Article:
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"Pre-Human Ideas"

Mount Eerie – Pre-Human Ideas
13 November 2013, 11:30 Written by Adam Nelson

Pre-Human Ideas is a selection of Mount Eerie songs, largely from last year’s pair of albums Clear Moon/Ocean Roar, with auto-tune applied to their vocal tracks. It sounds, essentially, exactly like what that implies. Re-working old songs is nothing new to Elverum, who has long had a habit of playing around with his catalogue – a quick count shows three studio versions of “Wooly Mammoth’s Mighty Absence” in my iTunes library, for instance – but generally these have felt like little more than playing around. Pre-Human Ideas has the sense of being more fully-fledged adaptations and re-interpretations, which bring new and distinct meanings to the old material.

In my review of the recent re-issues of The Microphones’ discography, I noted that Phil Elverum has, of late, moved away from his primary theme (himself, and his fear and wonder at his own physical form), and broadened the discussion to his immediate surroundings, to “describing this place”. Another, more subtly developed theme was described early into Clear Moon by the lyric “I know there’s no other world/ mountains and websites”, which seemed to be Elverum’s way of asking: where exactly do my “immediate surroundings” lie in world where instant communication with someone halfway around the world is more quickly accessible than the mountains on the horizon?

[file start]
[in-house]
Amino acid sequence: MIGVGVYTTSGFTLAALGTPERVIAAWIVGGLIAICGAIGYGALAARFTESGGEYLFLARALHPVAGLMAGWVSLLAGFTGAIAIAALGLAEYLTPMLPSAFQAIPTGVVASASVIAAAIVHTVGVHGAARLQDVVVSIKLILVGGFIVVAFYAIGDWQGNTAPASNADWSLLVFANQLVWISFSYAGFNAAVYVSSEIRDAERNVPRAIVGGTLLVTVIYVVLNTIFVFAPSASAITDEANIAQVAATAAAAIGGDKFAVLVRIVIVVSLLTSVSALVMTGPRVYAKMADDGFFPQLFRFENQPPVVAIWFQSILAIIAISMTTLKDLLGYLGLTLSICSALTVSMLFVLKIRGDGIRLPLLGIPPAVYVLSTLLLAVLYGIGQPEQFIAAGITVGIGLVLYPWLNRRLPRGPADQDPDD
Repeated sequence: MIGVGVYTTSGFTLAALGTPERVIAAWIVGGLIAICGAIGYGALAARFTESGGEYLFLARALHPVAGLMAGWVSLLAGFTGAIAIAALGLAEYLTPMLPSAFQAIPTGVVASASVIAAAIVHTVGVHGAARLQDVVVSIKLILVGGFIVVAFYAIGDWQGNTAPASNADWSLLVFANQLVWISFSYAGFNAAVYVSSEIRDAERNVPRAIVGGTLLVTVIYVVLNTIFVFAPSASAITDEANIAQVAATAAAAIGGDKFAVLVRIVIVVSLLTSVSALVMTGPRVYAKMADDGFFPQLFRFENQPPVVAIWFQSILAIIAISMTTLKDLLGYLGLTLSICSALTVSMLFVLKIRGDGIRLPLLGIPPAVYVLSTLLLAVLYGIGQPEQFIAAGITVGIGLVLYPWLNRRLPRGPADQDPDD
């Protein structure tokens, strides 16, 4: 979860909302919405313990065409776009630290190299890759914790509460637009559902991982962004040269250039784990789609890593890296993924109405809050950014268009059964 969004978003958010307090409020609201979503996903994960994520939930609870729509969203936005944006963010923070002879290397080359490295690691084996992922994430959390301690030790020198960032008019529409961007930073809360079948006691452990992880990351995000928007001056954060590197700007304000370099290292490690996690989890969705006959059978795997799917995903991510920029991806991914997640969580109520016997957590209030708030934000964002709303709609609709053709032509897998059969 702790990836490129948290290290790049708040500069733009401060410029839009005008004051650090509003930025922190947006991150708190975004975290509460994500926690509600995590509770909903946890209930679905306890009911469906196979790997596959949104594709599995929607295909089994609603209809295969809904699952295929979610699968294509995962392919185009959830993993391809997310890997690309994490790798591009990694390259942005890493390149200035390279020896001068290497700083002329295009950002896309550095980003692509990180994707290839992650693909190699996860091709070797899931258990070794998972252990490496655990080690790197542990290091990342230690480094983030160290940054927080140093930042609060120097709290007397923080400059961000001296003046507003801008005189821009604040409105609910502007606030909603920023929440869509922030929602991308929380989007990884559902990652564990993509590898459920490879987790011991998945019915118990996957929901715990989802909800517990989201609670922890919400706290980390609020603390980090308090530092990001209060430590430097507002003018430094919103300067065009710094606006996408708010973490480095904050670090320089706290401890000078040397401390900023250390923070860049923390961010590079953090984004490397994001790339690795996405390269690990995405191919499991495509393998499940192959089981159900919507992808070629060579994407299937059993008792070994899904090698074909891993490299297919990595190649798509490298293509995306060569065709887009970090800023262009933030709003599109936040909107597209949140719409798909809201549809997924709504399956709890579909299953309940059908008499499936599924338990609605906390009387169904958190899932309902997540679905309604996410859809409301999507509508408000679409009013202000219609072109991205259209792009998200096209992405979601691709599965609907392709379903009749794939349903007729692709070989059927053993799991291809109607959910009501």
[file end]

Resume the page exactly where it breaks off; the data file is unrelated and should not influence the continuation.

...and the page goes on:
Elverum’s increased use of synthesised and computer-generated sounds on last year’s records acted as a safe way of experimenting with his ideas about (dis)connection and technological advancement without interfering with his own voice, the most obviously human element of his work. Even in a world of websites, there was a distinctly human presence, narrating “the feeling from inside an island body”, who made relatable the disorienting sketches of unfamiliarity and alienation.

There is a somewhat disconcerting beauty to some of Pre-Human Ideas’ songs. The re-working of “I Say ‘No’”, taken from 2008’s entirely acoustic album Dawn, offers a particularly poignant take on the original, introducing a second vocal line commentating on, embellishing, the old lyrics. The original version ended with the words: “There’s a ringing in my ears that’s faint and high/ and when I listen close to it, it says…”, at which point it promptly ending, leaving the voice of the ringing unspoken. Pre-Human Ideas’ equivalent of that loaded silence is to bombard you with 30 seconds of bass-heavy drone that sounds like it was cut from Monoliths and Dimensions.

Quite what purpose this review serves is probably debatable. Elverum fans are already likely to harbour some interest in hearing Pre-Human Ideas – he tends to inspire a certain level of cultish devotion – while non fans would be well advised to avoid this as a point of first contact with his work. It is always a disappointing year that passes with out new Mount Eerie material, but as a fresh perspective on familiar songs, a chance for Elverum to experiment with newer sounds, and a development on a recurrent theme, Pre-Human Ideas is a tidy enough teaser for what might be to come.

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